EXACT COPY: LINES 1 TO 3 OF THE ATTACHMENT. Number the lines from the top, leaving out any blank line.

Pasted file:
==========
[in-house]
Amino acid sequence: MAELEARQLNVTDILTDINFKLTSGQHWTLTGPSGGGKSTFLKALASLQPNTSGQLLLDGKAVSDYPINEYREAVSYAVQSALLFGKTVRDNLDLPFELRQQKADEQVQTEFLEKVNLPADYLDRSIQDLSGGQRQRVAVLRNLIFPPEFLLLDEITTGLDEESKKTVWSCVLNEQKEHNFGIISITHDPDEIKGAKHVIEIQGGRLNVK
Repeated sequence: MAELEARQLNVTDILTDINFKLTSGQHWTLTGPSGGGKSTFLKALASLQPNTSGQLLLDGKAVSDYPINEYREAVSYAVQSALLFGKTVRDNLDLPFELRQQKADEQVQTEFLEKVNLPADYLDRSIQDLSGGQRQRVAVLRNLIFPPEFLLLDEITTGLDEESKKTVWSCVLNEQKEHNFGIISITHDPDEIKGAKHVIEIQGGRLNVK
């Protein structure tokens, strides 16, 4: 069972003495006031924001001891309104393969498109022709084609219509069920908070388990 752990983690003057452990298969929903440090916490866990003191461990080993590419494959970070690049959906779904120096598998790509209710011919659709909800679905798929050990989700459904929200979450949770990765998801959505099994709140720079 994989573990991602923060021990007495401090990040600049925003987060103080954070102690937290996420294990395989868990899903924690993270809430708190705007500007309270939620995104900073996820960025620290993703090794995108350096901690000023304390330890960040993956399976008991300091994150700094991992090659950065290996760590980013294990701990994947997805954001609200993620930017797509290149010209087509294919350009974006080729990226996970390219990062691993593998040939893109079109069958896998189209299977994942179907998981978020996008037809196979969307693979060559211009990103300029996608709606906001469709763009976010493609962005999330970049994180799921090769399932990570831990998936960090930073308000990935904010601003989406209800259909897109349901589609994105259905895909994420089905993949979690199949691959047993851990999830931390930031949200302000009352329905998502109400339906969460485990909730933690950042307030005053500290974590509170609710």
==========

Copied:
[in-house]
Amino acid sequence: MAELEARQLNVTDILTDINFKLTSGQHWTLTGPSGGGKSTFLKALASLQPNTSGQLLLDGKAVSDYPINEYREAVSYAVQSALLFGKTVRDNLDLPFELRQQKADEQVQTEFLEKVNLPADYLDRSIQDLSGGQRQRVAVLRNLIFPPEFLLLDEITTGLDEESKKTVWSCVLNEQKEHNFGIISITHDPDEIKGAKHVIEIQGGRLNVK
Repeated sequence: MAELEARQLNVTDILTDINFKLTSGQHWTLTGPSGGGKSTFLKALASLQPNTSGQLLLDGKAVSDYPINEYREAVSYAVQSALLFGKTVRDNLDLPFELRQQKADEQVQTEFLEKVNLPADYLDRSIQDLSGGQRQRVAVLRNLIFPPEFLLLDEITTGLDEESKKTVWSCVLNEQKEHNFGIISITHDPDEIKGAKHVIEIQGGRLNVK